Rio Tinto’s intentions are to create another community similar to Daybreak , which the company originally developed 20 years ago. Tuesday, the council heard from Rio Tinto officials and held a public hearing on the annexation. There was no opposition to the annexation, either from the council or the public. Final approval is still pending from the lieutenant governor’s office and is expected this summer.
Rio Tinto only released a few new tidbits of information about the planned development Tuesday, noting that more details will likely be available in Fall 2023 as they prepare their Master Development Agreement (MDA). However, officials said their current plans would keep the same density — or lower — than Daybreak. As of Tuesday, the plan stands at an average of five units per acre.
As part of the annexation, Rio Tinto and South Jordan also entered into a memorandum of understanding (MOU) so that planning remains collaborative between the company and the city.
Regardless of the long-term development, Rio Tinto has pledged to set aside 25% of the 2,200 acres for “public and private open space, including active parks, wild areas, and trails.” Rio Tinto has also agreed to develop a major park space on the land in the next 10 years.
Public comments on the annexation were sparse, with questions mostly related to water, infrastructure, and the safety of the portions of land which had previously been used for mining.
As for water, the newly annexed land would fall under the jurisdiction of the Jordan Valley Water Conservancy District . Rio Tinto representative Wayne Bradshaw said the district already has plans for the future expansion of the city. Bradshaw said it is possible that future residents of the community may even pay different water rates. JVWCD officials were not on hand to comment or confirm.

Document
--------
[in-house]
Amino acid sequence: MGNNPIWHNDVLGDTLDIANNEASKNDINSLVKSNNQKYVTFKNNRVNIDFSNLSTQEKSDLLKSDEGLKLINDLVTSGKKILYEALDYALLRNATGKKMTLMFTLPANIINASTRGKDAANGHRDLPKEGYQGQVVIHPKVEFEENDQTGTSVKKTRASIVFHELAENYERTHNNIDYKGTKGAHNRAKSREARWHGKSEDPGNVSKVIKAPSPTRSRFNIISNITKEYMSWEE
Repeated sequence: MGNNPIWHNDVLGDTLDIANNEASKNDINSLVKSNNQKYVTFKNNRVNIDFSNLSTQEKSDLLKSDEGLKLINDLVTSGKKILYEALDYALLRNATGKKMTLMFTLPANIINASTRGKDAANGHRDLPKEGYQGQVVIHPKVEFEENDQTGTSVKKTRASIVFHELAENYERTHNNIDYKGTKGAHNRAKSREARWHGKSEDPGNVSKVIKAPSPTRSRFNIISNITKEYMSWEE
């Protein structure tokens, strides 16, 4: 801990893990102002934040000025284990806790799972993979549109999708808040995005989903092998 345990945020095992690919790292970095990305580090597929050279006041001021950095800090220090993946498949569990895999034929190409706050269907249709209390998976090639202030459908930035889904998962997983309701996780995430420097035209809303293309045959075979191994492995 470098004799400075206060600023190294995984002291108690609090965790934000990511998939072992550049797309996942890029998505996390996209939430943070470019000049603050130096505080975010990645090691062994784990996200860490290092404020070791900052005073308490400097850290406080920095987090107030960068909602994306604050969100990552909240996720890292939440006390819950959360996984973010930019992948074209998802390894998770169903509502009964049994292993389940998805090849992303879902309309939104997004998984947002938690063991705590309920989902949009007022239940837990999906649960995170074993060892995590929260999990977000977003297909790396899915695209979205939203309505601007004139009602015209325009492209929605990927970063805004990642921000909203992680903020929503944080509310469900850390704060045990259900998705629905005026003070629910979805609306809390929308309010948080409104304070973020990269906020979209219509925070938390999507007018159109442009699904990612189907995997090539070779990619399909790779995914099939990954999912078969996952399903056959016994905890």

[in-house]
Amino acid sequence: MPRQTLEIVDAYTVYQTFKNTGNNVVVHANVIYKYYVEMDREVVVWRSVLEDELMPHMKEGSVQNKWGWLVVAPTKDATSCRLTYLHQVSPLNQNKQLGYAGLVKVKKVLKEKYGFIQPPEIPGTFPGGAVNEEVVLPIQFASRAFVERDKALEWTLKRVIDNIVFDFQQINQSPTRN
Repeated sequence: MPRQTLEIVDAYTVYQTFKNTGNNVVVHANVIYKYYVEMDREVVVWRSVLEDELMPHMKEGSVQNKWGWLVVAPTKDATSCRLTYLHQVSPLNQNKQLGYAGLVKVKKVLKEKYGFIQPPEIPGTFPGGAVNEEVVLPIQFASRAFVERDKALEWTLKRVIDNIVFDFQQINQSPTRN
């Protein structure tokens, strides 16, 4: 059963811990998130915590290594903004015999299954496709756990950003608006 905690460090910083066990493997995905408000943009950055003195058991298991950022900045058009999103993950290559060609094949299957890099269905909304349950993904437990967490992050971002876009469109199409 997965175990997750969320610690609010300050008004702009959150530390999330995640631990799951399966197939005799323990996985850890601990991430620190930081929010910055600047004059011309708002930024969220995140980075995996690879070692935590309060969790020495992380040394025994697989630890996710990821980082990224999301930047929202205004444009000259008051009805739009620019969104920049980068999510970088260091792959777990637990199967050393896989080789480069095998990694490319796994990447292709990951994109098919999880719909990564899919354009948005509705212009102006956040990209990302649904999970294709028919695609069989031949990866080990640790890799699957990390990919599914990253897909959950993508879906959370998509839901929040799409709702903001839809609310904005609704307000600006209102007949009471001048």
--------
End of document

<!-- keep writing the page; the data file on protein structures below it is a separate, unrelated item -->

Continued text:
On the safety of the land, Rio Tinto representative Josh Brown said the 2,200 acres have already been under initial tests, which found that toxin levels were similar to or better than those in Daybreak before its development, and it would be the company’s responsibility to make sure the land is safe for residents before homes are built. Brown said when Daybreak was developed, the land was rehabilitated to “beyond EPA standards,” and he pledged the same for the new community. Rehabilitation issues, he said, would fall under Rio Tinto’s responsibility — not taxpayers’.
Bradshaw said the development would begin in the east and slowly spread west based on Rio Tinto’s needs and usage for the land. He said Rio Tinto would retain the land at the very western edge of the city “in perpetuity,” and he noted the western-most portion of the annexed land might not be fully developed for “40 or 50 years.”
Bradshaw said Rio Tinto’s desire to annex the property now was based on the need to make sure the city and other developers keep the future in mind.
“We may not anticipate immediate development, but we want to be part of the conversation today,” he told the council. Doing so, he said, could prevent other developers from creating cul-de-sacs or dead-end roads that hamper future development.
Bradshaw said the annexation puts “guardrails” on the development and allows the company and the city to work together to develop wisely.
“After thoughtful consideration for the future of the City of South Jordan, and with input from our residents, professional planning staff and community partners, our City Council and I are pleased to approve Rio Tinto Kennecott’s petition for annexation,” said South Jordan Mayor Dawn Ramsey in a joint press release with Rio Tinto this morning. “As we prepare for growth, we remain firmly committed to smart planning, advanced infrastructure, efficient transportation corridors, water conservation, outdoor recreation, and economic development opportunities.”
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